The plot itself was pretty good. Plenty of action and suspense. It was a curious book in that Greaney spent time exploring the character and motivations of the main "bad guy" and not nearly as much about the Dom Caruso, the main hero. I would have liked to know more what makes Dom tick. As it stands the book made him pretty 2 dimensional.
Meh. There are some good things about this installment. The characters are engaging and the storylines are pretty good. I'm only about 1/3 of the way through and it plods along in spots.
The thing that is sort of irritating in spots is some forced "speechifying" that was in the first two installments, just not as obvious as it is here. It's like when a TV show wants to make a point by the plot, but they stick in 5 minute dialogue or soliloquy at the end to make sure the dim-witted get the point before it's over.
That and the gratuitous sex scenes get a bit cringe-worthy at times. It seems like there's a timer in Follett's head that says, "Time to insert another graphic scene whether it makes sense or not." Par for Follett, but it seems forced at times.
I thought the overall storyline was interesting, but to have Nathan McBride drag around a 12 year old on his harrowing adventures in constant danger seemed pretty reckless for a trained operative. Be ready to suspend your disbelief.
I'm not sure if it was the performance or the dialogue in the text, but sometimes the 12 year-old heroine sounded like a 5 year old and sometimes she sounded like she was 25.
This being the third Nathan McBride audiobook I've listened to, it finally struck me what I find problematic with Dick Hill's performance. He sounds old. Generally I like to think of the narrator in my head as being about how I'd imagine the main character. When I hear Dick Hill do Nathan McBride I hear someone more like an old grizzled detective than a younger, in his prime, special ops guy.
But, overall, worth the credit.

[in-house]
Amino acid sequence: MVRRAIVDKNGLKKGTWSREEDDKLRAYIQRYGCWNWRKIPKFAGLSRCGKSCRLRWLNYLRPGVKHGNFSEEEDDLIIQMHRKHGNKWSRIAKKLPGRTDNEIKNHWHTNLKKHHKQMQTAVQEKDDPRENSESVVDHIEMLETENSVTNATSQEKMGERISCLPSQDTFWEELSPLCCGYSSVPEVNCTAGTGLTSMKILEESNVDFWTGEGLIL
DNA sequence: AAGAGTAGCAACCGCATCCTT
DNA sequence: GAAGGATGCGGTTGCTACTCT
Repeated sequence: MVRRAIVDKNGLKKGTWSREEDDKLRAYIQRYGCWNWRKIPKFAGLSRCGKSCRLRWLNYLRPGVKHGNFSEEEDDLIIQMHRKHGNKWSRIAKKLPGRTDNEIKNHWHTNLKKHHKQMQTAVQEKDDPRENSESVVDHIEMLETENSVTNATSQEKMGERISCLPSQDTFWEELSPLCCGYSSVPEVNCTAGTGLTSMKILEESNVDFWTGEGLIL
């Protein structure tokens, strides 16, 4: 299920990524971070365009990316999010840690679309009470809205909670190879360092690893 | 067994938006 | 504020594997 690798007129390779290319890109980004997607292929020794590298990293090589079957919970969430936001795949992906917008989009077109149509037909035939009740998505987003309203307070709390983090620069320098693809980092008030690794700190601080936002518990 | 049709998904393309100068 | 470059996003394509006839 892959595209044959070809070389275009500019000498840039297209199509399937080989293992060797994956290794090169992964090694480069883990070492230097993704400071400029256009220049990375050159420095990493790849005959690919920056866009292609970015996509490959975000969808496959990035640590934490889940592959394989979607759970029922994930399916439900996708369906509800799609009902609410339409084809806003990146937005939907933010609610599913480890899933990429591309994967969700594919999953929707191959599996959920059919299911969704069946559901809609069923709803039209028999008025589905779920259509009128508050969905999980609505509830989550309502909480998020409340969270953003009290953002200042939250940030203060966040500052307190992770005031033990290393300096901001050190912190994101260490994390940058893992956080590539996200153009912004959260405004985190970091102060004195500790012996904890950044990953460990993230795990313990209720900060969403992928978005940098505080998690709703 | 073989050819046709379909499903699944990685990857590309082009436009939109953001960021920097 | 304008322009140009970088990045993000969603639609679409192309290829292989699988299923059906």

Interesting story line with lots of twists. You don't usually get an ancient artifact story in rural Minnesota. Plenty of interesting characters.
This is the third Virgil Flowers audiobook I've listened to. I just don't like Eric Conger as much as the narrator of Sandford's Prey series. The narration is just average. If you're from Minnesota, both Conger and Ferrone's occasional hatchet jobs on local place names will cause a chuckle.
I mostly enjoy the Alex Hawke series and this one was ok. Seems like thriller writers got together and all decided to use the Chinese as protagonists for the last 2 years or so.
For whatever reason, this one was bouncing back and forth between a few three story threads all the time which got sort of irritating. When it started to flow together about 3/4 the way through it finished well.
I can never quite get into John Shea's performances. It was ok, but it seems like he's done better in the past. Something about his Stokely Jones really grates on me. His job was made easier because his main Chinese bad guy and his daughter all speak with British accents. Ok, but not great.
I really liked the early Cotton Malone books, but the series seemed like it was losing steam into just being "ok" and formulaic. I found the story line here to be well paced and engaging. I did find the big historical secret to be a bit of a laugh-er, but if you can suspend your disbelief and stifle some giggles and focus on the spy story and intrigue aspects it's an enjoyable ride.
Scott Brick does his usual solid job. He's not my favorite but he does a good performance, but I do always struggle with his representation of female characters that always sound the same.
I think the story line was pretty good although it was a bit one dimensional with very few surprise twists. In the end the cliche "Love is stronger than hate" bumper-sticker meme was written in a way that it seemed pretty forced.
Usually when I dislike a book it's because the narration is flat. In this case, the narration is over-wrought and overdone. It made the final confrontation very hard to listen to because it seemed so over-the-top. I've heard this narrator in the Jack Reacher series and he was ok, but in this one it was a hard one to listen to. And he does Hispanic characters especially poorly in this one to the point it almost made me chuckle.
I abandoned this one about an hour and a half in. It was just a stale recitation of multiple murders in LA over a several years. I was expecting a murder mystery.
The narrator was below average. Just not interesting. In fact, quite depressing.
They spent way too much time setting up the characters in the first half of the book it just got tedious. The narrator was not very good, pausing after each sentence or two it made the whole book seem choppy. Sort of like a book narrated by William Shatner.
The second half of the book was ok and moved at a decent pace. The narrator actually went three or four sentences between pauses.
The story seemed ok. A bit formulaic if you've seen 24. The shadowy secret forces behind an apparent terrorist attack, etc., etc.. The narration was awful. It did get better near the end. I think Mr. Bernard needs to get more practice before doing another audiobook.
It's hard to evaluate the merits of the story when the narration is not very good.
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